January 06, 2006
"We have been working hard for nearly three years to update and reform our coastal management program into one that works for Alaska," the governor said. "The process was challenging, but the results were worth it. I'm very pleased that the National Oceanic and Atmospheric Administration and its Office of Ocean and Coastal Resource Management have recognized our desire, ability and legal right to manage development on our own shores."
Federal law establishes standards for states to develop their own coastal zone management programs to achieve wise use of the land and water, while considering ecological, cultural, historic and aesthetic values as well as the need for compatible economic development. The state has been working with OCRM since 2003 on a revised program that reflects Alaska's unique conditions and needs.
In February 2003, Murkowski moved the Alaska Coastal Management Program from the governor's office to the Department of Natural Resources, and in May 2003 signed a bill to reform the ACMP and amend its implementing regulations. In January 2005, OCRM rejected the state's amendments as not complying with federal approval standards, but later reversed itself, acknowledging the legitimacy of the governor's legal objections. In June 2005, the governor signed another bill further amending ACMP's guiding statutes and allowing coastal resource districts eight additional months to submit revised district plans to DNR.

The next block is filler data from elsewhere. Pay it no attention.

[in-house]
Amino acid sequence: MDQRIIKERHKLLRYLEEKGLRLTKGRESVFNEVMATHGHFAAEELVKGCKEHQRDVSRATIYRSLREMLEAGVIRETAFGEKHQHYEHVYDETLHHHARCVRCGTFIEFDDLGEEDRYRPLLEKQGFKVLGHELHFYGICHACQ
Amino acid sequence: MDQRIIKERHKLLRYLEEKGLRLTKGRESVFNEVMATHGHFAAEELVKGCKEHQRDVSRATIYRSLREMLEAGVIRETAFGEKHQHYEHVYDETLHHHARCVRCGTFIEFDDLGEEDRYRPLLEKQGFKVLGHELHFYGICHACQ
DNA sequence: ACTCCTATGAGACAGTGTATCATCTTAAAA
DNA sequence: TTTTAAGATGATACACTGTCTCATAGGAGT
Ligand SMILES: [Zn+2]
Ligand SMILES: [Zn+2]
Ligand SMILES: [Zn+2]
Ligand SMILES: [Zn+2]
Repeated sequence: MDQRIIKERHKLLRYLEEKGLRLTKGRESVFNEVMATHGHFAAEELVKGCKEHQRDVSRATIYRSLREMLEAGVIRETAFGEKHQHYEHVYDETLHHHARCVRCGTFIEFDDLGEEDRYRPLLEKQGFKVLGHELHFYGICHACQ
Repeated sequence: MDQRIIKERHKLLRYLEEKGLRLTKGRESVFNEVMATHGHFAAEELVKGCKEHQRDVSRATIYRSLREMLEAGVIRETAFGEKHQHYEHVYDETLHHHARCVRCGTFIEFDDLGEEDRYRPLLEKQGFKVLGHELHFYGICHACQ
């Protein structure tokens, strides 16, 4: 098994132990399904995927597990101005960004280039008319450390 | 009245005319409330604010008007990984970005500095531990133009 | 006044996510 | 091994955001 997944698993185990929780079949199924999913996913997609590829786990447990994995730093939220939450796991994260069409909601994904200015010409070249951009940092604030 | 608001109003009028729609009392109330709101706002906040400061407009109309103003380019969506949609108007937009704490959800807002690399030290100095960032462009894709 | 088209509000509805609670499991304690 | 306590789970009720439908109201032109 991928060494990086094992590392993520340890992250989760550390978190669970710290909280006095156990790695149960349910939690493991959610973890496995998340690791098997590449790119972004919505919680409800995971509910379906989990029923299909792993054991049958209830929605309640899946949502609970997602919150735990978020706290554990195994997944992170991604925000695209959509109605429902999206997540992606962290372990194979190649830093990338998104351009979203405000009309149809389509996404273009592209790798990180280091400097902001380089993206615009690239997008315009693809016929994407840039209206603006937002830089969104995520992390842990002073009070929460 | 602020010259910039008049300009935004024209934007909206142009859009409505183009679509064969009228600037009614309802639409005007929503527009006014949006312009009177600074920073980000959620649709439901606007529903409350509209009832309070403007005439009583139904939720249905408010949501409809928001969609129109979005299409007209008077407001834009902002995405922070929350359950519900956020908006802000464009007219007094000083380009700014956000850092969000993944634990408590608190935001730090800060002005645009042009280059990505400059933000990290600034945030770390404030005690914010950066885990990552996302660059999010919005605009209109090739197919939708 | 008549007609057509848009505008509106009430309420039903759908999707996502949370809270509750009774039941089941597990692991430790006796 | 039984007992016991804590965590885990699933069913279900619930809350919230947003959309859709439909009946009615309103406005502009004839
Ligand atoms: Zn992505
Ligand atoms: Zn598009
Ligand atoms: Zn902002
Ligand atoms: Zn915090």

Conceding the accuracy of the state's legal position, OCRM gave preliminary approval to the amended ACMP in June 2005. NOAA issued its final approval in a Dec. 29, 2005 letter from Capt. Craig McLean, NOAA's acting deputy assistant administrator, which said Alaska's amended plan met all federal requirements and standards. NOAA's approval formally incorporates into the ACMP the statutory revisions to AS 46.39 and 46.40 and the regulatory revisions at 11 AAC 110, 112 and 114.
"NOAA's approval is an important milestone in the reform of the ACMP," said Randy Bates, acting director of the Office of Project Management and Permitting, DNR's lead ACMP administering agency. "However, their approval is only part of the overall reform necessary to fulfill the legislative directives starting in 2003."
All 33 coastal districts with approved district plans must now revise their plans to comply with the amended ACMP statutes and regulations by March 1, 2006. DNR and NOAA intend to review and approve those plans by March 1, 2007. DNR must also review and update all categorically or generally consistent ACMP determinations, as there has been no comprehensive update of these lists since 1995.
"I consider NOAA's approval a significant victory for all stakeholders in the ACMP process," the governor said. "This approval continues Alaska's track record of effective and comprehensive management of those precious coastal uses and resources."
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